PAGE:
Florio Puenter’s rustic forma mentis is, at times, almost banal but it is in fact its very Freudian heimlich that gives life to the image, one which is no longer reassuring in its attempt to deceive our way of looking at it. Leaving to one side the photographic tinting, the retina’s attentive passivity lingers on the ad-apareo and takes in the landscape’s immediacy, its ‘familiarity’ which it changes into its opposite, into unheimlich (1) (the epiphany hides those aspects/elements of reality which they, in turn, had hidden).
An exceptional problem worries us from childhood onwards: When a tree falls in an uninhabited forest, does it make a noise? Or, in other words, does something exist when there is no one to see it?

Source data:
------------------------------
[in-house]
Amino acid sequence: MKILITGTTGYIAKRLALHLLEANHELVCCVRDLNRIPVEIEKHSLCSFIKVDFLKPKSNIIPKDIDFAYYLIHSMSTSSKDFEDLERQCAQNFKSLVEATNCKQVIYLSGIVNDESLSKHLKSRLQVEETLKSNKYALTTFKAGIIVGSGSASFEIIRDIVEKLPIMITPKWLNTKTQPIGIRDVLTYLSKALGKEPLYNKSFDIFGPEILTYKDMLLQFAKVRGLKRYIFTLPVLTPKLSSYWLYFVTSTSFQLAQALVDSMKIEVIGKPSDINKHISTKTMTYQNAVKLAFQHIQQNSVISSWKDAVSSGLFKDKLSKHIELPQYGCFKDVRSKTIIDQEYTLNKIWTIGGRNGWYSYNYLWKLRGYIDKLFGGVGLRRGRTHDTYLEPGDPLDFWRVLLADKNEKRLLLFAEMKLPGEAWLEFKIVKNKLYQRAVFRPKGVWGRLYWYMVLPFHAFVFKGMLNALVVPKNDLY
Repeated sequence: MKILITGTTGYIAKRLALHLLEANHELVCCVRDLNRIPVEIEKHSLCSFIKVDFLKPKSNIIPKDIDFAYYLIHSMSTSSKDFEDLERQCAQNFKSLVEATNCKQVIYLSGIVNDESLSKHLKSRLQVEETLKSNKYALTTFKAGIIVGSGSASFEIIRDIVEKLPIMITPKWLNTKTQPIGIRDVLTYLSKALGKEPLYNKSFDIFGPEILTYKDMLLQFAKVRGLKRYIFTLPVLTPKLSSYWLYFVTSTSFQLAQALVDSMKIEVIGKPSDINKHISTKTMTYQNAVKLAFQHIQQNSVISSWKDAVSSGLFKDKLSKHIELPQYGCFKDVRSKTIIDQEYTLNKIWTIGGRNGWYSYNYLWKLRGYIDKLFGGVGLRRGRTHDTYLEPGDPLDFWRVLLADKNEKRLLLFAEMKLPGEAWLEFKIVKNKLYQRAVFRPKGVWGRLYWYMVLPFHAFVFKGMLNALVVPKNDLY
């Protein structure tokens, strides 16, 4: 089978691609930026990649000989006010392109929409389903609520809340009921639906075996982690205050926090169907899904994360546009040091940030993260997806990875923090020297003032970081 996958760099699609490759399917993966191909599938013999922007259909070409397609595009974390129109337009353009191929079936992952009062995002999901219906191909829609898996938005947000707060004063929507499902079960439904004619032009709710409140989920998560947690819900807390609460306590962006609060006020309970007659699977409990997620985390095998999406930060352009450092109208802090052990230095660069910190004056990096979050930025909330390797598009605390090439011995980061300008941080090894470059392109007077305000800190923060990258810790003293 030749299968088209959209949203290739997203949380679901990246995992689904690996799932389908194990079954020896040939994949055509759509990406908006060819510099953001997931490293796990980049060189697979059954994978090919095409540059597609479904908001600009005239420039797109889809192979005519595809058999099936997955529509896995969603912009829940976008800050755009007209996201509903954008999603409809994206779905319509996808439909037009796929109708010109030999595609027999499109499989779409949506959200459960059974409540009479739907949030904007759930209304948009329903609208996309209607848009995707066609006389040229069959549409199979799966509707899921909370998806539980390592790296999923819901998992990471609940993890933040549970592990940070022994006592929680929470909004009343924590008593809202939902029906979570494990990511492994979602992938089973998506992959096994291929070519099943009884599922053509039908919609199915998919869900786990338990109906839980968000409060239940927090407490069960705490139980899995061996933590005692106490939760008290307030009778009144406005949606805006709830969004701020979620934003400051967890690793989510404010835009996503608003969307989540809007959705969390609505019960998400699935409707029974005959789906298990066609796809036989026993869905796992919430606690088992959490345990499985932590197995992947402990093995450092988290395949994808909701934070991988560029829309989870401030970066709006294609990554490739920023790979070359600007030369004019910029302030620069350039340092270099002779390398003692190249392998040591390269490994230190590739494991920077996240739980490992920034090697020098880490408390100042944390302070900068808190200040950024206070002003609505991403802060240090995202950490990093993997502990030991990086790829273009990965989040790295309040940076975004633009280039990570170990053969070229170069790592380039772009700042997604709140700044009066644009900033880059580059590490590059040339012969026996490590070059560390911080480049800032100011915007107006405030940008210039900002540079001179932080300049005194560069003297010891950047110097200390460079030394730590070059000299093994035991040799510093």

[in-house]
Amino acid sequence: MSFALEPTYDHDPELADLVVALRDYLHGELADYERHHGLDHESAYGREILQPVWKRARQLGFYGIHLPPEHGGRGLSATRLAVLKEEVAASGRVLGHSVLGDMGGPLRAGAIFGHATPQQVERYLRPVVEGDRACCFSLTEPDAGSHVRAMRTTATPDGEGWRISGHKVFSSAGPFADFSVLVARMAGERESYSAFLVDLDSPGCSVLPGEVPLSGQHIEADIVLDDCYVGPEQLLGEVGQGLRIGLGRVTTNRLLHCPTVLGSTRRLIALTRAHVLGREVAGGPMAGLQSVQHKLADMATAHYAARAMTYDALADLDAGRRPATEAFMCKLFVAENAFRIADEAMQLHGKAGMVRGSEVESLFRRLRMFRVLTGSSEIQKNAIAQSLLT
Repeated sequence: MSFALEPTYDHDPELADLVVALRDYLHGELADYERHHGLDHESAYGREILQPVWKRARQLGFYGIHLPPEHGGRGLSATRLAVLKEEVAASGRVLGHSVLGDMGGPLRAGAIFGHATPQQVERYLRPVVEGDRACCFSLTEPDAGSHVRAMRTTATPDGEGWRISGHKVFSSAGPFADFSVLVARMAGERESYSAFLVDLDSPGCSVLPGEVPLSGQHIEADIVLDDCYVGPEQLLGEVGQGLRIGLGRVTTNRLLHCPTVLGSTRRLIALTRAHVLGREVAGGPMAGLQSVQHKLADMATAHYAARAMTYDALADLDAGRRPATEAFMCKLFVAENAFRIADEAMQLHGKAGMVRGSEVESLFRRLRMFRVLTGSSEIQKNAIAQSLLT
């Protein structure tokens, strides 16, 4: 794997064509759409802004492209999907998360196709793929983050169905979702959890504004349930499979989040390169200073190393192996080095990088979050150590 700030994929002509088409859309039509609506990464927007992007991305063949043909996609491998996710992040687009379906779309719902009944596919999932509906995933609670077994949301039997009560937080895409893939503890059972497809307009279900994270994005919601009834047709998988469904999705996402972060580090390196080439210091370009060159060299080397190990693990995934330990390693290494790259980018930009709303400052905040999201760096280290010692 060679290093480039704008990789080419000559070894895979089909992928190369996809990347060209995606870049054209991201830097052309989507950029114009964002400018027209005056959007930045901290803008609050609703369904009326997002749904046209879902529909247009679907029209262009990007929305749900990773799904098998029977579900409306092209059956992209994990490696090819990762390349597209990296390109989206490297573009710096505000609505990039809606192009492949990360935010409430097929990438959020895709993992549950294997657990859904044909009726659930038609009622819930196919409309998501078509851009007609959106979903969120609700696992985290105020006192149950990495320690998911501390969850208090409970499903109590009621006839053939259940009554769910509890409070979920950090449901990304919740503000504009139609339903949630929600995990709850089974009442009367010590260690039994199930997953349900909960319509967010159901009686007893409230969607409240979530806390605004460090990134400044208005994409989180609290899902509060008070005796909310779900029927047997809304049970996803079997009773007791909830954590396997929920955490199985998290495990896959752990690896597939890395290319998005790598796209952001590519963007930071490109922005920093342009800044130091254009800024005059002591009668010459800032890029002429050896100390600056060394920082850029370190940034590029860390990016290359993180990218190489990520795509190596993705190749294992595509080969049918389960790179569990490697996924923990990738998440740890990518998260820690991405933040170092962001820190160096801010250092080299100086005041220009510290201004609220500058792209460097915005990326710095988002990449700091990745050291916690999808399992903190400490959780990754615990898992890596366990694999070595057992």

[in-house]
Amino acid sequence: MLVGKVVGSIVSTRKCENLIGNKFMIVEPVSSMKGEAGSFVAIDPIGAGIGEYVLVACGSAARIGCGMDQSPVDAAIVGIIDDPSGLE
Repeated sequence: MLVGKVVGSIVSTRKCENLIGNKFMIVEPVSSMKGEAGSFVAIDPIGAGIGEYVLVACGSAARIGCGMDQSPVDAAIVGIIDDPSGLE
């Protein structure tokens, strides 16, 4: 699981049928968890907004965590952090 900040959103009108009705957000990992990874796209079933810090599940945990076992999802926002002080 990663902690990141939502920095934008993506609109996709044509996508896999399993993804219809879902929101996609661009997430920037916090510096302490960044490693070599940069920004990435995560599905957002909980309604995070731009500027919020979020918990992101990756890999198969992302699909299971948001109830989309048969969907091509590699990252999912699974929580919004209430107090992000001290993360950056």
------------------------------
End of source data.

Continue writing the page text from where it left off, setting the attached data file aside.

“I am looking at the eyes that looked on the Emperor” Roland Barthes commented on seeing a photograph of Girolamo, the last brother of Napoleon. Other, though similar, eyes are those which Puenter would like to take over and possess. His pictures might seem to be après nature, though in fact they are only après: of/after unknown people, because his photos follow in the footsteps of old photos (anonymous, as I said) which immortalise some of the most famous tourist resorts. These are typical early twentieth century “postcard” views that the artist wishes to re-edit despite the snapshot quality of these images, these views, which cannot be recorded any more. (Alberto Zanchetta, Souvenir del silenzio, 2004)